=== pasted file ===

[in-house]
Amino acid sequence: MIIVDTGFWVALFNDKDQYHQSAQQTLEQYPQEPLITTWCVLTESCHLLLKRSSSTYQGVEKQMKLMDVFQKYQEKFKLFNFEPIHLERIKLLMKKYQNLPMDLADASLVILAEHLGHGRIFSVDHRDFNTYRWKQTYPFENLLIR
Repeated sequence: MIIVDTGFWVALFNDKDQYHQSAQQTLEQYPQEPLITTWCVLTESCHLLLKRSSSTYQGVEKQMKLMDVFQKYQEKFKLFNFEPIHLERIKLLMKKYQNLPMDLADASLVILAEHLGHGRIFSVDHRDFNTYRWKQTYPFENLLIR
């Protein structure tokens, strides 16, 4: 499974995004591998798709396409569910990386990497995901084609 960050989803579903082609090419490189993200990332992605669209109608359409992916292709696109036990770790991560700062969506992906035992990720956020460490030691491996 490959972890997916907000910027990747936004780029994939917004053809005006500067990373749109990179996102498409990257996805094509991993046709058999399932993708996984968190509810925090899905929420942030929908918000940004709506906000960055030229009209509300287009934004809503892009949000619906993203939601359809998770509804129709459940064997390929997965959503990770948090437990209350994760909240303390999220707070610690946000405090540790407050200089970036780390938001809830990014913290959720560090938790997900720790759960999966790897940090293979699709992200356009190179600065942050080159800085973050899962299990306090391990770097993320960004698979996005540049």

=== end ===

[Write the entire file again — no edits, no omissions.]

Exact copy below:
[in-house]
Amino acid sequence: MIIVDTGFWVALFNDKDQYHQSAQQTLEQYPQEPLITTWCVLTESCHLLLKRSSSTYQGVEKQMKLMDVFQKYQEKFKLFNFEPIHLERIKLLMKKYQNLPMDLADASLVILAEHLGHGRIFSVDHRDFNTYRWKQTYPFENLLIR
Repeated sequence: MIIVDTGFWVALFNDKDQYHQSAQQTLEQYPQEPLITTWCVLTESCHLLLKRSSSTYQGVEKQMKLMDVFQKYQEKFKLFNFEPIHLERIKLLMKKYQNLPMDLADASLVILAEHLGHGRIFSVDHRDFNTYRWKQTYPFENLLIR
């Protein structure tokens, strides 16, 4: 499974995004591998798709396409569910990386990497995901084609 960050989803579903082609090419490189993200990332992605669209109608359409992916292709696109036990770790991560700062969506992906035992990720956020460490030691491996 490959972890997916907000910027990747936004780029994939917004053809005006500067990373749109990179996102498409990257996805094509991993046709058999399932993708996984968190509810925090899905929420942030929908918000940004709506906000960055030229009209509300287009934004809503892009949000619906993203939601359809998770509804129709459940064997390929997965959503990770948090437990209350994760909240303390999220707070610690946000405090540790407050200089970036780390938001809830990014913290959720560090938790997900720790759960999966790897940090293979699709992200356009190179600065942050080159800085973050899962299990306090391990770097993320960004698979996005540049």